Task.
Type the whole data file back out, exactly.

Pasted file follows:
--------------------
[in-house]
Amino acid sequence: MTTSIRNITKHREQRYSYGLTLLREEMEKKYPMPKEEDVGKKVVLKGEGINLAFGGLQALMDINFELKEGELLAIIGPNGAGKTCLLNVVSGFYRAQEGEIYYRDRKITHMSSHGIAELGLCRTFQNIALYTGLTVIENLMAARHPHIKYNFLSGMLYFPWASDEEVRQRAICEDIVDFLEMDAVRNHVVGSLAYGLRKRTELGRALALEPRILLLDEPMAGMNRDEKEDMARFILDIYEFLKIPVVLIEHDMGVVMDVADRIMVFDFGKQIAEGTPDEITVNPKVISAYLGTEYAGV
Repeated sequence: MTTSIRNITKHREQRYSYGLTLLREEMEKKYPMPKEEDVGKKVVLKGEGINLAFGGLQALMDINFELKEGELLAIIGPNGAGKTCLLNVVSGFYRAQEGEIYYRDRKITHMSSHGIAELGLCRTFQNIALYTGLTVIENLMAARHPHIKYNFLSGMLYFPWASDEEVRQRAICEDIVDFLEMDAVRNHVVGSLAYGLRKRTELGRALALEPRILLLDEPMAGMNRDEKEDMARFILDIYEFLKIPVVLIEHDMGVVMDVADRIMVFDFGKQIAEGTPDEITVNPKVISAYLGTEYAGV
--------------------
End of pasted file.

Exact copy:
[in-house]
Amino acid sequence: MTTSIRNITKHREQRYSYGLTLLREEMEKKYPMPKEEDVGKKVVLKGEGINLAFGGLQALMDINFELKEGELLAIIGPNGAGKTCLLNVVSGFYRAQEGEIYYRDRKITHMSSHGIAELGLCRTFQNIALYTGLTVIENLMAARHPHIKYNFLSGMLYFPWASDEEVRQRAICEDIVDFLEMDAVRNHVVGSLAYGLRKRTELGRALALEPRILLLDEPMAGMNRDEKEDMARFILDIYEFLKIPVVLIEHDMGVVMDVADRIMVFDFGKQIAEGTPDEITVNPKVISAYLGTEYAGV
Repeated sequence: MTTSIRNITKHREQRYSYGLTLLREEMEKKYPMPKEEDVGKKVVLKGEGINLAFGGLQALMDINFELKEGELLAIIGPNGAGKTCLLNVVSGFYRAQEGEIYYRDRKITHMSSHGIAELGLCRTFQNIALYTGLTVIENLMAARHPHIKYNFLSGMLYFPWASDEEVRQRAICEDIVDFLEMDAVRNHVVGSLAYGLRKRTELGRALALEPRILLLDEPMAGMNRDEKEDMARFILDIYEFLKIPVVLIEHDMGVVMDVADRIMVFDFGKQIAEGTPDEITVNPKVISAYLGTEYAGV